Jack White: Bridging Educational and Columbia


Today is the birthday of Jack White (Jacob Weiss, 1897-1984). Not a performer himself, he was an important writer, director and producer of comedy shorts during the formative years of the industry. A Hollywood local, he broke into the business as stunt man and extra. In 1917, he co-wrote and co-directed the Fox short Roaring Lions and Wedding Bells starring Lloyd Hamilton and Jimmie Adams with William Campbell, and this was the start of his 40 year career as a comedy auteur. White worked frequently with these two comedians, forming Mermaid Comedies, released through Educational Pictures for them to star in, in 1920. Hamilton left in 1922. In addition to him and Adams, White’s other stars included Lupino Lane, Lige Conley and Al St. John.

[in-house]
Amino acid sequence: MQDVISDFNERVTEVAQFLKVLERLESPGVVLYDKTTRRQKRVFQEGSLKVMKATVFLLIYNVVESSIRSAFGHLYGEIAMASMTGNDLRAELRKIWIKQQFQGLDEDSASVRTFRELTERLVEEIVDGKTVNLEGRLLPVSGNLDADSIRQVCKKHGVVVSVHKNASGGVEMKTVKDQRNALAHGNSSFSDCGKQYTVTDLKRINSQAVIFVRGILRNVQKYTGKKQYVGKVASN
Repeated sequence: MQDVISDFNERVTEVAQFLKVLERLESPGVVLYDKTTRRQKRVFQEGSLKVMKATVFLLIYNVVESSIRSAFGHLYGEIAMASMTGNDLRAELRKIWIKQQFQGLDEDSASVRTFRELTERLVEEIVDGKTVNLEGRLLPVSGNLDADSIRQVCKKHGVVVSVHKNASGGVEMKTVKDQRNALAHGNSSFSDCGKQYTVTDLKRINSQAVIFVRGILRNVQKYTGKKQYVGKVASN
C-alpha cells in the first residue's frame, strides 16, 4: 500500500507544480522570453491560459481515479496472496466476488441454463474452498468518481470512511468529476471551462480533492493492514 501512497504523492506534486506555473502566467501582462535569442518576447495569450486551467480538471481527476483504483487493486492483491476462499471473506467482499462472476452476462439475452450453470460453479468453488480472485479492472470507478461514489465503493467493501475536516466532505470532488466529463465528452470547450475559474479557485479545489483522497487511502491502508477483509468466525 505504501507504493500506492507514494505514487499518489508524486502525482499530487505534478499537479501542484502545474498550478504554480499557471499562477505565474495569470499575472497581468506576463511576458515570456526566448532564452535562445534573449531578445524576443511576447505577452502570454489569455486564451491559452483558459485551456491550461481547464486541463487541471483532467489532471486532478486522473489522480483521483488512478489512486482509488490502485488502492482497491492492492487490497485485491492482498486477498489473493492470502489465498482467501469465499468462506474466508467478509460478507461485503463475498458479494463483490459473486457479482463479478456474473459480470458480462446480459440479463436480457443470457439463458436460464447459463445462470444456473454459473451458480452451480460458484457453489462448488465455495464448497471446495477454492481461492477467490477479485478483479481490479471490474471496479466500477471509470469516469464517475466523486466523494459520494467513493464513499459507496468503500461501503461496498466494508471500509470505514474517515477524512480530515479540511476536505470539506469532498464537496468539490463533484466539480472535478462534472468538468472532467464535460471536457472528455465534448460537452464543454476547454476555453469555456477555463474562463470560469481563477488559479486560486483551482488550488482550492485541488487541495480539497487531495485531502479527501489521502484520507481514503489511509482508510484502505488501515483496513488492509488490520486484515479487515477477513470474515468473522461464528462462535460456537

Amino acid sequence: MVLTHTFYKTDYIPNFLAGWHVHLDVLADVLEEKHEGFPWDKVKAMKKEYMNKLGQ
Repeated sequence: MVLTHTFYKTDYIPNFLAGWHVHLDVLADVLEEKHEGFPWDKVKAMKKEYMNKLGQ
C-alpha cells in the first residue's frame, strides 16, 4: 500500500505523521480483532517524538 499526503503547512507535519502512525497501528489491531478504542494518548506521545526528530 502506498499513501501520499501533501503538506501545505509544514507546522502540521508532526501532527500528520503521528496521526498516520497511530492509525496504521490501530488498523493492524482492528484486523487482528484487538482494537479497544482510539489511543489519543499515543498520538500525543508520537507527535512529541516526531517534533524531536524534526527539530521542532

In the 1920s he hired his brother Jules as an editor and then a director. In the 1930s, the dynamic reversed when Jules became the head of Columbia Picture short subjects division, responsible for turning out hundreds of shorts starring the Three Stooges, Buster Keaton, Harry Langdon, et al. From 1935 on, Jack was employed by his brother Jules at Columbia, where he worked as a writer and director until the shorts department closed in 1957.

For more on silent and slapstick comedy don’t miss my new book: Chain of Fools: Silent Comedy and Its Legacies from Nickelodeons to Youtube, just released by Bear Manor Mediaalso available from amazon.com etc etc etc


To learn more about show biz historyconsult No Applause, Just Throw Money: The Book That Made Vaudeville Famous, available at Amazon, Barnes and Noble, and wherever nutty books are sold.


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